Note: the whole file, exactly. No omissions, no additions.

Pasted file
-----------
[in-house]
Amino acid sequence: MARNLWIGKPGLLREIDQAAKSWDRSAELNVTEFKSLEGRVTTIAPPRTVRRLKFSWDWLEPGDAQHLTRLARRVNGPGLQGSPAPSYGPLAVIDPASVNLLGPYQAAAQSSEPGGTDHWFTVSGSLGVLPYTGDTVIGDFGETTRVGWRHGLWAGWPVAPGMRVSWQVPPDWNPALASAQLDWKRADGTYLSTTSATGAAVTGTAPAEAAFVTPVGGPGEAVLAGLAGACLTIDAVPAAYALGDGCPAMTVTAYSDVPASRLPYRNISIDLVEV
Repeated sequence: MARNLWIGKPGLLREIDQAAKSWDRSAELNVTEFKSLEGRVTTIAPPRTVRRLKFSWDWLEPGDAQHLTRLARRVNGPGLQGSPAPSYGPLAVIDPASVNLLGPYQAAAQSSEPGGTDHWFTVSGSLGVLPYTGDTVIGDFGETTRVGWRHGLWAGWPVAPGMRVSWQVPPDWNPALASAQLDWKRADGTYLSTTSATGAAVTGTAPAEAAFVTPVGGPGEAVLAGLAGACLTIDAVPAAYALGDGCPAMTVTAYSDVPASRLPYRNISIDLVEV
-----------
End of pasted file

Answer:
[in-house]
Amino acid sequence: MARNLWIGKPGLLREIDQAAKSWDRSAELNVTEFKSLEGRVTTIAPPRTVRRLKFSWDWLEPGDAQHLTRLARRVNGPGLQGSPAPSYGPLAVIDPASVNLLGPYQAAAQSSEPGGTDHWFTVSGSLGVLPYTGDTVIGDFGETTRVGWRHGLWAGWPVAPGMRVSWQVPPDWNPALASAQLDWKRADGTYLSTTSATGAAVTGTAPAEAAFVTPVGGPGEAVLAGLAGACLTIDAVPAAYALGDGCPAMTVTAYSDVPASRLPYRNISIDLVEV
Repeated sequence: MARNLWIGKPGLLREIDQAAKSWDRSAELNVTEFKSLEGRVTTIAPPRTVRRLKFSWDWLEPGDAQHLTRLARRVNGPGLQGSPAPSYGPLAVIDPASVNLLGPYQAAAQSSEPGGTDHWFTVSGSLGVLPYTGDTVIGDFGETTRVGWRHGLWAGWPVAPGMRVSWQVPPDWNPALASAQLDWKRADGTYLSTTSATGAAVTGTAPAEAAFVTPVGGPGEAVLAGLAGACLTIDAVPAAYALGDGCPAMTVTAYSDVPASRLPYRNISIDLVEV